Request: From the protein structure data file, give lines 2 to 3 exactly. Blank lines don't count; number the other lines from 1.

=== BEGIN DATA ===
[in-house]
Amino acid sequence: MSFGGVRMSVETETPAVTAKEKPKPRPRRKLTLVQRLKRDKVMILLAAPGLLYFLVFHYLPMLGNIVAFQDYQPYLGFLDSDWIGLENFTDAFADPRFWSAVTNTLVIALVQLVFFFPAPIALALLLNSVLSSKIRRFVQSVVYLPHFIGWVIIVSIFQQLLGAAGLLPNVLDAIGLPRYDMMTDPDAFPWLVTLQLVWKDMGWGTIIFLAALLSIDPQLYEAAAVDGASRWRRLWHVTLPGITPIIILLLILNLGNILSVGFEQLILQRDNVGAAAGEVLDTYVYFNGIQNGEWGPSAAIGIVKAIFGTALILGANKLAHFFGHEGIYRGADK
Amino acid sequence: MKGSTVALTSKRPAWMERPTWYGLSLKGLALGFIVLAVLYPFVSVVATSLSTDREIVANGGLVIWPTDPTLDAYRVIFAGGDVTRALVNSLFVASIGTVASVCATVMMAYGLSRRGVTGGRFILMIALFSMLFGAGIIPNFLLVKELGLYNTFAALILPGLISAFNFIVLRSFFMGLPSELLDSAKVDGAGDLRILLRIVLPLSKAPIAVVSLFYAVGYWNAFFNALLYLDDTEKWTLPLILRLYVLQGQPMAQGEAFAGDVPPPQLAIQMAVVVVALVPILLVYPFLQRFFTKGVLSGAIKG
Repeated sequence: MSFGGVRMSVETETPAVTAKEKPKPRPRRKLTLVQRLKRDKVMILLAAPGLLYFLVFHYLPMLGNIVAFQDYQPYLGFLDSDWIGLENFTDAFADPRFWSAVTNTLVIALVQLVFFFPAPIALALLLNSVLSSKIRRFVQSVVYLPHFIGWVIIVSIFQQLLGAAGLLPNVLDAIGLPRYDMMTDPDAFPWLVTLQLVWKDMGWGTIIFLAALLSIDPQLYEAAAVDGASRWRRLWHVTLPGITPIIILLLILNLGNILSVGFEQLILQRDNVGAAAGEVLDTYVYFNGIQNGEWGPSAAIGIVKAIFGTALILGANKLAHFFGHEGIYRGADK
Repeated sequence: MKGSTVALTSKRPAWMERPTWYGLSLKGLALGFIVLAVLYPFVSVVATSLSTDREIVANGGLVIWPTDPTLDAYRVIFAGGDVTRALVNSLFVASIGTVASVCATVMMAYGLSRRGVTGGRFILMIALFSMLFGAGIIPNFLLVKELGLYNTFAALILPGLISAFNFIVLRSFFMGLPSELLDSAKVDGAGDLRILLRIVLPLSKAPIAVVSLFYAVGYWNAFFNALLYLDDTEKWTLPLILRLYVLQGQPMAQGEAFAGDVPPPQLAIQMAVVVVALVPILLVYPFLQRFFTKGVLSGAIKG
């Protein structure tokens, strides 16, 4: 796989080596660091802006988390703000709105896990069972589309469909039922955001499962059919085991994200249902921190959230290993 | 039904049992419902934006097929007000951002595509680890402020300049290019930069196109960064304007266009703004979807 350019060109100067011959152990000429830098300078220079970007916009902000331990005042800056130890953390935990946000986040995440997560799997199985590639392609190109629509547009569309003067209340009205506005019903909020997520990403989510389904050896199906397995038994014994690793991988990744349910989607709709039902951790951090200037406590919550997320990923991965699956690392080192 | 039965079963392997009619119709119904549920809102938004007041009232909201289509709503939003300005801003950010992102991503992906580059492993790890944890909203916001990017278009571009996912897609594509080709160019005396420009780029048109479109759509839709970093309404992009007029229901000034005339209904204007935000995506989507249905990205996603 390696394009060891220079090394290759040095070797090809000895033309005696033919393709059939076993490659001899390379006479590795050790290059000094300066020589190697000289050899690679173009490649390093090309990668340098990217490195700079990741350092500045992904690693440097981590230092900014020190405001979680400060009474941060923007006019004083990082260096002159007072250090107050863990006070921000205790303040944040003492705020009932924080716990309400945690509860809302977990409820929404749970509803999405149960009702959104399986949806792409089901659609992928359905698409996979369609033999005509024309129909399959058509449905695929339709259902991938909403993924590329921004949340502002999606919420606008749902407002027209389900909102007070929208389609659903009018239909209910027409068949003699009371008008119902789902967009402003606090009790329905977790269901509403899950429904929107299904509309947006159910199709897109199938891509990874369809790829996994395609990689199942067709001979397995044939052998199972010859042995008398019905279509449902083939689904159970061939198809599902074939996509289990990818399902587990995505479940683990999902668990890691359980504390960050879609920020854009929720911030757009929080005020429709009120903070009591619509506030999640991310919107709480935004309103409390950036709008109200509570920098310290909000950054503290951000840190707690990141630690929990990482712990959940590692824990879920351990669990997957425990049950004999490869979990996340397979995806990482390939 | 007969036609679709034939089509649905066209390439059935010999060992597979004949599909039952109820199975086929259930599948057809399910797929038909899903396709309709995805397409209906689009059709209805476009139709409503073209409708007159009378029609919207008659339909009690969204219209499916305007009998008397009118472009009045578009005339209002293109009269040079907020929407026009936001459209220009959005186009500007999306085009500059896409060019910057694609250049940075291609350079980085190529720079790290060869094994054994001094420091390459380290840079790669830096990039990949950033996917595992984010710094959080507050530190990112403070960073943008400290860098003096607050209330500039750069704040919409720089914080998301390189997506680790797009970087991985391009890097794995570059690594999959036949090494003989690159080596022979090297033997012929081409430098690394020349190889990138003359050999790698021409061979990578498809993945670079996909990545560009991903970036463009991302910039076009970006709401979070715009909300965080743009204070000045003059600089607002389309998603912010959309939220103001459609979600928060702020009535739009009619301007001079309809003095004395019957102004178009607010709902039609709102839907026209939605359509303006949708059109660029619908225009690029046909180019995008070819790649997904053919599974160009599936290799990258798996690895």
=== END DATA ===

Amino acid sequence: MSFGGVRMSVETETPAVTAKEKPKPRPRRKLTLVQRLKRDKVMILLAAPGLLYFLVFHYLPMLGNIVAFQDYQPYLGFLDSDWIGLENFTDAFADPRFWSAVTNTLVIALVQLVFFFPAPIALALLLNSVLSSKIRRFVQSVVYLPHFIGWVIIVSIFQQLLGAAGLLPNVLDAIGLPRYDMMTDPDAFPWLVTLQLVWKDMGWGTIIFLAALLSIDPQLYEAAAVDGASRWRRLWHVTLPGITPIIILLLILNLGNILSVGFEQLILQRDNVGAAAGEVLDTYVYFNGIQNGEWGPSAAIGIVKAIFGTALILGANKLAHFFGHEGIYRGADK
Amino acid sequence: MKGSTVALTSKRPAWMERPTWYGLSLKGLALGFIVLAVLYPFVSVVATSLSTDREIVANGGLVIWPTDPTLDAYRVIFAGGDVTRALVNSLFVASIGTVASVCATVMMAYGLSRRGVTGGRFILMIALFSMLFGAGIIPNFLLVKELGLYNTFAALILPGLISAFNFIVLRSFFMGLPSELLDSAKVDGAGDLRILLRIVLPLSKAPIAVVSLFYAVGYWNAFFNALLYLDDTEKWTLPLILRLYVLQGQPMAQGEAFAGDVPPPQLAIQMAVVVVALVPILLVYPFLQRFFTKGVLSGAIKG